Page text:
I believe to enjoy your hike, you have to feel mentally comfortable and to feel mentally comfortable you have to hike your own hike. Fortunately those hikers with more life experience are more resilient mentally and can resist pressure to hike someone else’s idea of a through hike. Happy hiking, I am looking forward to your posts.
    John

    Reply
    • Avatar
      pearwood : Dec 9th

      John,
      Thank you. I believe you are correct. At the tender age of 70 I’ve impressed all the people I care to impress.
      Blessings,
      Steve

      Reply
  • Avatar
    dave beaty : Dec 9th

    I think thats a wise choice,particularly the way things are going these days

    Reply
    • Avatar
      pearwood : Dec 9th

      Thanks, Dave.

      Reply
  • Avatar
    Moose : Dec 9th

    Kudos and best wishes from Albion, NY!!

    Reply
    • Amara Gardner
      Amara Gardner : Dec 9th

      I’m feeling pretty intimidated by the pandemic as well, Pearwood. I’m trusting that my mentors will advise me to put it off if need be, but for now I plan to take all precautions possible and limit exposure to others.
      I’m also worried about my hands being way too cold, I have to find a good warm pair of gloves and then I will feel much better about the cold.
      I’m excited to see the photos you take, I know someone who was a photographer in the army many years ago but he still hasn’t shared them with me! Maybe one day… I’ll keep looking at what you share though 😊

      Reply
      • Avatar
        pearwood : Dec 9th

        Thanks, Amara. Don’t be afraid to shift to mittens if you need. Be sure they can break the wind. I’ve discovered using trekking poles that my hands are very much exposed to the elements.
        I do like my old cameras.
        Blessings,
        Steve

        Reply
    • Avatar
      pearwood : Dec 9th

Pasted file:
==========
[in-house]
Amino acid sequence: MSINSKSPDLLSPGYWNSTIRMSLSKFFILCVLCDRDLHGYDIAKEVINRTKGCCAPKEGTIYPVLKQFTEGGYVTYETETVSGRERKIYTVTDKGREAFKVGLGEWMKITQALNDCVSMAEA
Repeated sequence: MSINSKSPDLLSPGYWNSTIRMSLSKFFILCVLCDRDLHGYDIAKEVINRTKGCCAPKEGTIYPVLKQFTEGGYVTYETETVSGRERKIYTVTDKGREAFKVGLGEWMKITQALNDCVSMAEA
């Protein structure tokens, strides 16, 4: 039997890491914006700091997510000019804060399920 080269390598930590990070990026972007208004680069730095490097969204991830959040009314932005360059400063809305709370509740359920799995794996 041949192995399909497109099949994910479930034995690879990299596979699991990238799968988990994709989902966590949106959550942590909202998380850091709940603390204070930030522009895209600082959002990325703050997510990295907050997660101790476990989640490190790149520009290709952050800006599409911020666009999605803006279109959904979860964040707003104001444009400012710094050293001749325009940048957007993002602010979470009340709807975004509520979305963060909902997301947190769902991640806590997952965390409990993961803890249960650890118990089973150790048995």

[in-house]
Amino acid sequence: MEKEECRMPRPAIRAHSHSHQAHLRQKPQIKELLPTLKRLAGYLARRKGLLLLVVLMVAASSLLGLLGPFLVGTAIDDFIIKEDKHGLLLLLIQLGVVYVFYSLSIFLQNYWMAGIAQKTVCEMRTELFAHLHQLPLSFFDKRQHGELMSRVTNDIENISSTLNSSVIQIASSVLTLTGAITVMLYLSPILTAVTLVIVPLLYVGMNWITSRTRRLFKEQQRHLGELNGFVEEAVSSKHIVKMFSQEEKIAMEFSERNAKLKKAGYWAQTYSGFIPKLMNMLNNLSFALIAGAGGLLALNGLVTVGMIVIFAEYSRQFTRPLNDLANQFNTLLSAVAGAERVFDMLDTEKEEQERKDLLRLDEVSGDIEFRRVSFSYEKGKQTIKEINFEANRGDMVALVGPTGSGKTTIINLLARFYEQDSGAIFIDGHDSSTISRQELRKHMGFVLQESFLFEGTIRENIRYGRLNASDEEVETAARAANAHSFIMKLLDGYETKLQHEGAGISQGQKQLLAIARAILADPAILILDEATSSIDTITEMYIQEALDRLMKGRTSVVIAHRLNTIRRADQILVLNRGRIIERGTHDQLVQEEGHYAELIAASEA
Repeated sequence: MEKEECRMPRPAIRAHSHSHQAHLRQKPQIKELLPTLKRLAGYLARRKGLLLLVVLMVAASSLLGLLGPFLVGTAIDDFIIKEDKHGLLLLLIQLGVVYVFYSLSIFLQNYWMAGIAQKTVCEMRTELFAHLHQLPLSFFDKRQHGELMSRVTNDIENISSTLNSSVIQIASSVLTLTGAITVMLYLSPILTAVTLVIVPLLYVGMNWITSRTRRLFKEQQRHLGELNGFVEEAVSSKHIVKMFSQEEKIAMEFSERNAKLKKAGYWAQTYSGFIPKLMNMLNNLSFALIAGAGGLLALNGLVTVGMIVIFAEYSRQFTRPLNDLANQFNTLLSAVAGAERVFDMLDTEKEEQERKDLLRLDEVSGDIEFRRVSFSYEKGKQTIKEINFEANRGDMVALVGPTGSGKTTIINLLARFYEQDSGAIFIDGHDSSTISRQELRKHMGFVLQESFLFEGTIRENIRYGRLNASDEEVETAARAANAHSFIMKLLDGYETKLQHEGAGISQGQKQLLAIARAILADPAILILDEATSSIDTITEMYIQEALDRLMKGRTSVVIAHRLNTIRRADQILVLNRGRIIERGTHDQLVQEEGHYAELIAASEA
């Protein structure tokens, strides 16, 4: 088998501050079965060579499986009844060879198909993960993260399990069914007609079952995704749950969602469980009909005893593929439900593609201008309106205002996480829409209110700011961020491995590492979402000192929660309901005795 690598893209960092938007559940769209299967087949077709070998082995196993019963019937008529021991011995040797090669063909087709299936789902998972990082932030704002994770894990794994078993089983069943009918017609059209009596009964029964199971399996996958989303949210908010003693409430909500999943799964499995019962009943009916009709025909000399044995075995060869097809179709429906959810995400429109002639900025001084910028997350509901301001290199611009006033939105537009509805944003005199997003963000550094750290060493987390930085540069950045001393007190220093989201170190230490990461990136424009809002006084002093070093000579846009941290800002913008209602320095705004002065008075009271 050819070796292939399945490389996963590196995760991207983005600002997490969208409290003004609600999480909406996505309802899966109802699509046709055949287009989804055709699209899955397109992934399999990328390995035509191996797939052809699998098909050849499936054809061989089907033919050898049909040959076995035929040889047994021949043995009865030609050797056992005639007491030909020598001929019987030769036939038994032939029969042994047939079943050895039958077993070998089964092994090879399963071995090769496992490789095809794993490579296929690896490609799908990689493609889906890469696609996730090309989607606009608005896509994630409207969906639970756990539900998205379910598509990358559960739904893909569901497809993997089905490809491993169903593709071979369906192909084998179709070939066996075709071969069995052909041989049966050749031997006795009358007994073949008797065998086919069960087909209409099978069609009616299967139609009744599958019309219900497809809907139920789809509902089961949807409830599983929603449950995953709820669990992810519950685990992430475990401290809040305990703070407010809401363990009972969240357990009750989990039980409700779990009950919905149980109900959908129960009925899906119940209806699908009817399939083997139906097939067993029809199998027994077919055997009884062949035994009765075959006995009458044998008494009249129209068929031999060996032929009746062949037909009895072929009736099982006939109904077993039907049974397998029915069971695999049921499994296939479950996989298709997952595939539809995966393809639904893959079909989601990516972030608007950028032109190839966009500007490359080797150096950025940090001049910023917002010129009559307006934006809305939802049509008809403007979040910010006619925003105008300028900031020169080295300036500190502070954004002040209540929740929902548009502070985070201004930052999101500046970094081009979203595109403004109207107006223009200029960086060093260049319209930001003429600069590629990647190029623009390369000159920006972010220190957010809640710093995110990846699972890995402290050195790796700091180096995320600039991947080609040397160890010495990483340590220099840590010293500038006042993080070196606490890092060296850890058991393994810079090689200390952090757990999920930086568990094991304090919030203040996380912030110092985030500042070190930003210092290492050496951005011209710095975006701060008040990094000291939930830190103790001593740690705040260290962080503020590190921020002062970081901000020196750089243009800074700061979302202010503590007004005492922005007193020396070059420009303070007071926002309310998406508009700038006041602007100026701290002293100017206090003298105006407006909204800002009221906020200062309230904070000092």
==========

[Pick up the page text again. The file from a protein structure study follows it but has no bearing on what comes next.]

Thanks, Moose! (:-{D}

      Reply
  • Avatar
    Chris Armstrong : Dec 10th

    Best of luck. Would you consider Plan D if you are able to get a vaccine earlier? I am keeping a close watch on vaccines and am hoping to have one before I go. If not I’ll have to drop into a Walgreens / CVS while on the trail when they become more widely available.

    Reply
    • Avatar
      pearwood : Dec 10th

      Chris,
      Possibly. Suffice it to say that everyone’s plans are subject to change at this point.
      Blessings,
      Steve / pearwood

      Reply
  • Avatar
    Sam Cermak : Dec 11th

    Well said, Steve!

    The photos you post are beautiful – I can’t wait to see the pics you take on the AT.

    Reply
    • Avatar
      pearwood : Dec 11th

      Thanks, Sam. It’s been pushed back enough times now that it’s feeling more than a little surreal.

      Reply
  • Avatar
    Melissa Pearson : Dec 13th

    What about a plan D: flip flopping? The mountains are lovely, but the mid-Atlantic in the summer is brutal. But quite viable to hike the Shenandoah quite a long time after things get too dicey for the New England Mountains. Could even let you hike South with fall.

    Regardless I think it sounds like a wise decision. Best of luck with your journey!

    Reply
  • Avatar
    pearwood : Dec 13th

    Thanks, Melissa,
    Everything is tentative at this point other than not starting in March. I really don’t have this all figured out yet. It has been a most interesting year.
    Blessings,
    Steve

    Reply